If you knew my neighbors in the white house, you could ask them about the Halloween when a kid dressed as a construction barrel waltzed through their front door, refused a handful of Tootsie Rolls, and demanded to know where the bathroom was while pulling down his pants.
If you knew the lady three houses down, you could ask her about the boy who refused all the candy she had to offer because he said he did not like her choices, but he did tell her how much he liked her chandeliers with the energy-efficient CFL bulbs.
If you knew the family at the end of the block, you could ask them about the child who was more interested in the foyer lights than getting a full size Kit Kat or Twix bar.
A few years ago, my son the construction barrel was the only kid in our subdivision who was not interested in filling his orange plastic pumpkin with candy. Then, his Halloween agenda had nothing to do with sugar and everything to do with the quirkiness that can accompany autism.
For my son, October 31 is one of the best days of the year because he thinks it is his ticket into all the houses in the neighborhood. In his mind, it makes sense that when someone opens the front door it’s an invitation inside. Opening the door to my son is not a quick “here’s your candy,” “love your costume” or “have fun trick-or-treating.” It’s an education in understanding those who are different.
Some of the neighbors are good sports, but others have been confused and don’t know how to respond. I can’t blame them but I can educate them and anyone else who opens their door to a special needs child on Halloween. That advice is simple: Be aware, be understanding and be accepting.
Not every child who comes knocking fits the mold of a costume-clad, candy-seeking kid who has spent the last 364 days salivating over this one night.
Halloween can range from confusing to uncomfortable or worse for some kids, including not only those with autism but also children who are shy, allergic, diabetic, speech-delayed or any number of other reasons that make trick-or-treating a challenging experience. For the children with dietary restrictions, perhaps having a non-candy options would make them feel included.
Last year, an organization called Food Allergy Research & Education (FARE) started the Teal Pumpkin Project, through which they asked families across the country to paint and display a teal pumpkin (or downloadable teal pumpkin sign) to signify that non-food items were available for kids with food allergies or children for whom candy is not an option. Plus, the project helps to raise awareness of food allergies and promote inclusion of all trick-or-treaters (except maybe the ones who want to come barging in your house to check out the lights).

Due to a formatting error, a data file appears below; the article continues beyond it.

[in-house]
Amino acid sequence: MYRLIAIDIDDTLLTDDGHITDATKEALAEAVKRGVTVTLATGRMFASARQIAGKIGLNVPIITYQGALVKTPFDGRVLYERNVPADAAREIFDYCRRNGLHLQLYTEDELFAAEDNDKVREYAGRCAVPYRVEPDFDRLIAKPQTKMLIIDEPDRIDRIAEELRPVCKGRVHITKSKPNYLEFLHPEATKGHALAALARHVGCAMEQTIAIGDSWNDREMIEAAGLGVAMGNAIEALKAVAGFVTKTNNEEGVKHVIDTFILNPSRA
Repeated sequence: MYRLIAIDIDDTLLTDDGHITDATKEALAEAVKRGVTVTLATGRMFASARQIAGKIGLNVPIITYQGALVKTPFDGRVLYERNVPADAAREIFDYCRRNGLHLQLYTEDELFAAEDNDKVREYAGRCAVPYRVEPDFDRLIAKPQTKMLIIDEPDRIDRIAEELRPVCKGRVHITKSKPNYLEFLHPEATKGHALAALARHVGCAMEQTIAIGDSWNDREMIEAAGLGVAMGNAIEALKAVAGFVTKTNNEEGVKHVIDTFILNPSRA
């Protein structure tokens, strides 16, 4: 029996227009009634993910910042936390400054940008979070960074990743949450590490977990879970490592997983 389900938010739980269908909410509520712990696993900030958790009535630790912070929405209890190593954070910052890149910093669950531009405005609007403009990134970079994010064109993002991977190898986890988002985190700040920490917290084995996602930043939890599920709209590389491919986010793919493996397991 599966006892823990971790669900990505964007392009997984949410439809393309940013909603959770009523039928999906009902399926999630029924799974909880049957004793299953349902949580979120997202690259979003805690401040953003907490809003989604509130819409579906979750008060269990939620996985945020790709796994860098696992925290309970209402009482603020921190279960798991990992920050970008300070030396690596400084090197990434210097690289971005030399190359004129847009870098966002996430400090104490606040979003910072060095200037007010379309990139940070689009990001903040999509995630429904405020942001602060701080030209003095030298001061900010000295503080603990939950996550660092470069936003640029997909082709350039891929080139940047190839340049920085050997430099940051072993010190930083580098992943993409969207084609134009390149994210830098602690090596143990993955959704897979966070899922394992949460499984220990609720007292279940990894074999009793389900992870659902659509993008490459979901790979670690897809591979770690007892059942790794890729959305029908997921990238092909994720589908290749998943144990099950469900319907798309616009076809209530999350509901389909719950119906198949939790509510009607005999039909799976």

When Evan was younger, he had very few words and “trick-or-treat” was not close to being a part of his vocabulary. For a child with autism, or one who is simply shy, approaching a stranger’s house for candy is an awkward and uncomfortable experience. It’s OK if a child does not say “trick-or-treat” or even “thank you.” Please don’t make that a prerequisite for getting candy and know that the parents are most likely working on it.
Some non-verbal children or those with limited communication may come with pre-printed Halloween thank you cards. Also, many parents will practice Halloween with their children ahead of time to make it easier when October 31 rolls around. They practice their “trick-or-treat”s and “thank you”s, and get their child accustomed to wearing a costume and walking around the neighborhood. As a way to prepare, they may even use what’s called a social story to demonstrate appropriate social interactions for their children.
When we first started trick-or-treating, my son hated everything about the whole experience. He hated being outside in the dark. Some of the decorations were too scary. His costumes were sometimes uncomfortable, and he had no interested in candy.
Someone once asked me why we bothered to take him out. It was a good question, but staying home was not an option for us because like many children—with or without autism—the more we expose him to various experiences, the more he becomes used to them and may even enjoy or at least tolerate a previously dreaded experience. Today Evan looks forward to trick-or-treating as much as his siblings do.
So this Halloween, please be aware, be understanding and be patient. Here’s how you can make trick-or-treating a fun experience for any child:
Be aware. Just like you will see all different costumes from devils and angels to zombies and superheroes, you will see kids with different comfort levels surrounding the rituals and customs of Halloween. You won’t be able to tell by looking at them which ones have autism or allergies. You may not know which ones are too scared to talk or which ones simply can’t.
Be understanding. Just because Halloween ranks among birthdays, Christmas or Hanukkah for most kids doesn’t mean that every child who comes knocking on your door is enamored with the idea of dressing up, walking past scary decorations or asking strangers for candy. Kids without costumes aren’t wearing one for a good reason, and they don’t want to be called out for not dressing up. You might wonder why a child is standing on your porch if they don’t even understand the concept or rituals of Halloween. They’re there to acclimate to it so that next year hopefully it isn’t as hard for them. Or, they’re there because it’s important to keep the family together on this special night. Whatever the reason, they’re there.
Be accepting. All kids are unique individuals with their own strengths and abilities and concept of Halloween etiquette, and for good reason, may not be one of their strong points. Give them candy (or non-food item), smile at them, wish them a happy Halloween, and know that it may not be an easy evening for them this year. But it’s wonderful that they’re trying.